Side note: Please do NOT try inserting HEPA filters, because you risk potential inhalation of lung-damaging fiberglass material.

See THIS GUIDE for DIY Mask details.

Every day we learn more about COVID transmission. The highest risks for transmission involve prolonged close contact (~15 minutes) with someone highly symptomatic (fever and cough) or clinical procedures that provoke a cough or sneeze (like doing COVID swab testing or intubating/placing a breathing tube for mechanical ventilation.) Outside medical settings, transmission occurs either by directly breathing in infected respiratory droplets or indirectly through TOUCHING contaminated objects and then TOUCHING your eyes, nose or mouth. Additionally, we know that people can be spreading virus for at least a couple days BEFORE they feel sick, simply by talking and breathing.

Check out this video of “Micro droplets suspending in air” to see a great visual of what we hope to minimize by expanding our use of masks. https://vimeo.com/402577241?ref=em-share

 

Why recommend cloth coverings if they are less effective than surgical masks or N95s?

  1. We have a finite supply of N95s which must be saved for the clinicians involved in the highest risk procedures with the sickest patients.
  2. We are also running short on surgical masks (see #1, and add in people with immune suppression, undergoing chemo, chronic illness, etc.)
  3. We have plentiful supplies to make cloth coverings, and we know they can block SOME percentage of the respiratory droplets, and though not critically studied yet, these barriers may hinder the passage of the viral particles enough to decrease the distance of aerosolized spread. Every little change we can make to reduce possible transmission of this virus moves us forward.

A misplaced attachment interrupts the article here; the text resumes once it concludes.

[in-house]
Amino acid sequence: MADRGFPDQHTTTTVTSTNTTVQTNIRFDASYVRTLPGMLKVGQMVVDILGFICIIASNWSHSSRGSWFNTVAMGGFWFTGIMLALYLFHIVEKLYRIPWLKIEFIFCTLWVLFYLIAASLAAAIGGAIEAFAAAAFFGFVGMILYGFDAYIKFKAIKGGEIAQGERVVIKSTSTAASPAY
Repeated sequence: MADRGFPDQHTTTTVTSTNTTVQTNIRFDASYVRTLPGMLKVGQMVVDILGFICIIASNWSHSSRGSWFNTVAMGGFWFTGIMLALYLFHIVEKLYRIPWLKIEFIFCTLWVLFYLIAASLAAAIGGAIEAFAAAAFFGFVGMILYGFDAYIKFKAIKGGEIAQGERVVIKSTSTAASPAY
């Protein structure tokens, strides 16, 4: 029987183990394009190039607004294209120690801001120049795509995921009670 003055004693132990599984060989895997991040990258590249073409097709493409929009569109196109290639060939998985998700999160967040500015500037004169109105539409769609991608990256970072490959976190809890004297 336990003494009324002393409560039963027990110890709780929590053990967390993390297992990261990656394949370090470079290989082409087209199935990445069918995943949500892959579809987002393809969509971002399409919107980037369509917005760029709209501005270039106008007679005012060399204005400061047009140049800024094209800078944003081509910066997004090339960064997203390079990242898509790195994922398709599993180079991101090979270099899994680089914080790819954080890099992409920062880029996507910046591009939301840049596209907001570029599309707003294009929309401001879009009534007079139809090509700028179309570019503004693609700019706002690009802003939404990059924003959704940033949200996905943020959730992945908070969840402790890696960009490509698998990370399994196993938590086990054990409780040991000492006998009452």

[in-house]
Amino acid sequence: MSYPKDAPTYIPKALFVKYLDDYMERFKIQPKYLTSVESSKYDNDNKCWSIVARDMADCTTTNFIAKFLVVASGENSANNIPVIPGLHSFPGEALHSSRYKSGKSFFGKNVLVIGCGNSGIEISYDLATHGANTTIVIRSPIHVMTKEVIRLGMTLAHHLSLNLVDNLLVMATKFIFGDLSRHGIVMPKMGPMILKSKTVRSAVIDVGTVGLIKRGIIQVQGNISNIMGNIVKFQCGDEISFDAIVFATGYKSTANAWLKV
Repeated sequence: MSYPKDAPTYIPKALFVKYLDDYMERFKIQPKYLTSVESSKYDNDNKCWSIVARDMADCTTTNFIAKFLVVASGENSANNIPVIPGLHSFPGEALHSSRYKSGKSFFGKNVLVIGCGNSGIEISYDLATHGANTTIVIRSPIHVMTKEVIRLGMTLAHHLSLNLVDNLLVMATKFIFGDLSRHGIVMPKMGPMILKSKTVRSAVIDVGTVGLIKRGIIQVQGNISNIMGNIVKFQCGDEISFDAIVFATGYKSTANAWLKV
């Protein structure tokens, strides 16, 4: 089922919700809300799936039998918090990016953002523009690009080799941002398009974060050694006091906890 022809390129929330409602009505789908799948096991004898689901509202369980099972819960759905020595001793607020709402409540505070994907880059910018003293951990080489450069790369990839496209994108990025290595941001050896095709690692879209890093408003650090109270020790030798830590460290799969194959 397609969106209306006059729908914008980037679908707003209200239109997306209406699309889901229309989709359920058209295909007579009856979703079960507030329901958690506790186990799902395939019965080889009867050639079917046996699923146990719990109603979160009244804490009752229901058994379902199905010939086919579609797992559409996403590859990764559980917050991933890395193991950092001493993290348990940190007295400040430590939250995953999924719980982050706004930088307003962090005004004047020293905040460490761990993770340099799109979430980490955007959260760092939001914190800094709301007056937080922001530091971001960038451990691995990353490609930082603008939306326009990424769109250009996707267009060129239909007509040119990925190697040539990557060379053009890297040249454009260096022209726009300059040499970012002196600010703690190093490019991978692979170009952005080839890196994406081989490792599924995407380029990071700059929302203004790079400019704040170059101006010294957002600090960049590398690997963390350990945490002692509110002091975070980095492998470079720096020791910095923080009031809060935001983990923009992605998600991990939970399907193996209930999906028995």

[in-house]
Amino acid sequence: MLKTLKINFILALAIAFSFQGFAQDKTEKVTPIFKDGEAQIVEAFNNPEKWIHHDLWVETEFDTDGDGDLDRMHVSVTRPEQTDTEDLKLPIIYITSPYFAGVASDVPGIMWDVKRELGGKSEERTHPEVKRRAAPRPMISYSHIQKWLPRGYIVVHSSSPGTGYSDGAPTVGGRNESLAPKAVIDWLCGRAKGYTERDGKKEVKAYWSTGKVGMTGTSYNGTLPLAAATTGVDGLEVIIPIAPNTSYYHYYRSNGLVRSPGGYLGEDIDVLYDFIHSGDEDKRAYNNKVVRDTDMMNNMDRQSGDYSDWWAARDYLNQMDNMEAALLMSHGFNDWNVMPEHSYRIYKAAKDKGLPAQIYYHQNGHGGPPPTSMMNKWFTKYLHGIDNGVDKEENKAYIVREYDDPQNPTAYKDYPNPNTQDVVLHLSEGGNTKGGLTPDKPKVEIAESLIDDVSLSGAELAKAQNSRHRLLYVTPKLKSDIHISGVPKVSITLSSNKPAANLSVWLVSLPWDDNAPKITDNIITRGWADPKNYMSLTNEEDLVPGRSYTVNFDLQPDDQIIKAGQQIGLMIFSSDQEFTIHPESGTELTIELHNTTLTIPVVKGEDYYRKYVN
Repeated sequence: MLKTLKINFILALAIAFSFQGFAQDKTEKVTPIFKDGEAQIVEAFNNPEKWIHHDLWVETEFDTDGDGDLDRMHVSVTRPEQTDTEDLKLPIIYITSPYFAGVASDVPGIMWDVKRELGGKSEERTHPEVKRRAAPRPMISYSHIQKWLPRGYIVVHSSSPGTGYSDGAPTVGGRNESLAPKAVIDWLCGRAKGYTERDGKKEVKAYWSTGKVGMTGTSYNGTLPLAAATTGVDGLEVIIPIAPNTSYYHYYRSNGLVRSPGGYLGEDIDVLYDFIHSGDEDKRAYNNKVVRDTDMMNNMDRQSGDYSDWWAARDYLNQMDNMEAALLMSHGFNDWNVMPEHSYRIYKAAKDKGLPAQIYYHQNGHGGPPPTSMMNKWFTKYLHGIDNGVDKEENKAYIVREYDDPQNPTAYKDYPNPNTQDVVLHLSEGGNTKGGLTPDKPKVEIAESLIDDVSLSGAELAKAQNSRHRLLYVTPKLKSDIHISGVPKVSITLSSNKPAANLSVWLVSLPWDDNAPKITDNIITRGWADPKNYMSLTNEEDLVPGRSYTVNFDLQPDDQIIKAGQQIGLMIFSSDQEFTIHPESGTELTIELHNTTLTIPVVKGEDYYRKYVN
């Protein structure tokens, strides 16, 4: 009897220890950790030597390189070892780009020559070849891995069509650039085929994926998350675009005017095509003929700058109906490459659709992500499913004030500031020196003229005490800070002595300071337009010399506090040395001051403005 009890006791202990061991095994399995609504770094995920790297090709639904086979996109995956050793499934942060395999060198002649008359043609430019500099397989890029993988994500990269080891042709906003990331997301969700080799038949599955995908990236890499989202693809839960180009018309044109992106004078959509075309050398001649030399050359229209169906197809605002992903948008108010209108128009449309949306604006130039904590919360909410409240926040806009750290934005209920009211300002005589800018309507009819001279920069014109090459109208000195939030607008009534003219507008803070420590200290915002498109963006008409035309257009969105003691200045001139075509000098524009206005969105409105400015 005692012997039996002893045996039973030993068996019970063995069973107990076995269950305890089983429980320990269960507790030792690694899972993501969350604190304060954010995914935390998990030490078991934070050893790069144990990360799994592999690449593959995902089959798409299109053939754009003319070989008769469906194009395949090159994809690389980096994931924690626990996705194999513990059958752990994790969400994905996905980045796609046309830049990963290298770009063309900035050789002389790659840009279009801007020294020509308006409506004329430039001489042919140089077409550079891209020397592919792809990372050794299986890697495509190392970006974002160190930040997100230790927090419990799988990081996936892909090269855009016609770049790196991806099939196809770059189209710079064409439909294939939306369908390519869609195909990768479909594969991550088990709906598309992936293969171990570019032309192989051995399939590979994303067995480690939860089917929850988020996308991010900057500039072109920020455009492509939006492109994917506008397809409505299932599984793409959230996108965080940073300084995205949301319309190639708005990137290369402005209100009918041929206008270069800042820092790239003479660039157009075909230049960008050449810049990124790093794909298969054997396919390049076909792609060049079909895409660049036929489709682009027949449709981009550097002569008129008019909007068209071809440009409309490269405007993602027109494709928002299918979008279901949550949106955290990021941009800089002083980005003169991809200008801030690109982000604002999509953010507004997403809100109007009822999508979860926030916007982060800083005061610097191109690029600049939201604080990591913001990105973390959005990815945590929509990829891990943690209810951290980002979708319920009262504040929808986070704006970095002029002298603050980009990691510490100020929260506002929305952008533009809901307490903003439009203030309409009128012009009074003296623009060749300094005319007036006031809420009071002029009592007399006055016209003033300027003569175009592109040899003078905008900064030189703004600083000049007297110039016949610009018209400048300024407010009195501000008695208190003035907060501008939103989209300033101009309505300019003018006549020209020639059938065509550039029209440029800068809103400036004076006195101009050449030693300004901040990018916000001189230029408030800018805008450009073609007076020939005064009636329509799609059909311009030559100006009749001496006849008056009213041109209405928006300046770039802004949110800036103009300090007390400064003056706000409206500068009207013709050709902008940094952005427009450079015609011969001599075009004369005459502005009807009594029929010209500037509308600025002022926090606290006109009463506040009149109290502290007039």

Sneezing and coughing produce extremely high quantities of infected viral respiratory droplets that are ejected with great force, reaching well over six feet if uninhibited. Merely talking emits much lower but still infective amounts of viral particles. Blocking or at least blunting these large droplets with a surgical mask or a cloth face covering helps an infected person decrease their infectivity to others. And remember that wearing a mask in public when you FEEL healthy may be helping others because you may be infected but not have symptoms yet.

If you are truly healthy, will wearing a cloth face cover or surgical mask protect you from COVID19?    No, not by itself. THIS is why we want people to first and foremost- STAY HOME and practice SOCIAL DISTANCING, and then secondarily, WEAR A FACE COVERING when you must go out for groceries. Additionally, any type of face covering gets bonus points for reminding you not to touch your nose and mouth (ditto for wearing glasses and not touching your eyes). Wash your hands before you put on your mask, wash your hands again after you remove and put away your mask, and wash your cloth mask (and swap out coffee filter if using) after each use. Echoing my dear friend and esteemed colleague, Infectious Disease specialist Pranay Sinha MD,  #WearingIsCaring!

 

BOTTOM LINE: Please wear some type of face covering when you leave your home, but remember, MASKS do not come with SUPERPOWERS to fight off COVID19! Even when you are wearing a mask, please practice strict social distancing and diligent handwashing.

*Thanks to friends Lisa  and Mary Jo for creating these excellent cloth masks for our family! 

 

 

 

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3 thoughts on “Confused About COVID19 Masks? Let’s Talk”

  1. Hepa filters from vacuum cleaner bags I understood to possibly contain particles that could damage lungs but many doctors/nurses online have said using Hepa material made for conditioning does not and should be fine to use as long as it is the highest rated
    Is this true?

    Reply
    • Sorry for delayed reply- apparently it varies by individual product so I can only blanket recommend coffee filters.

      Reply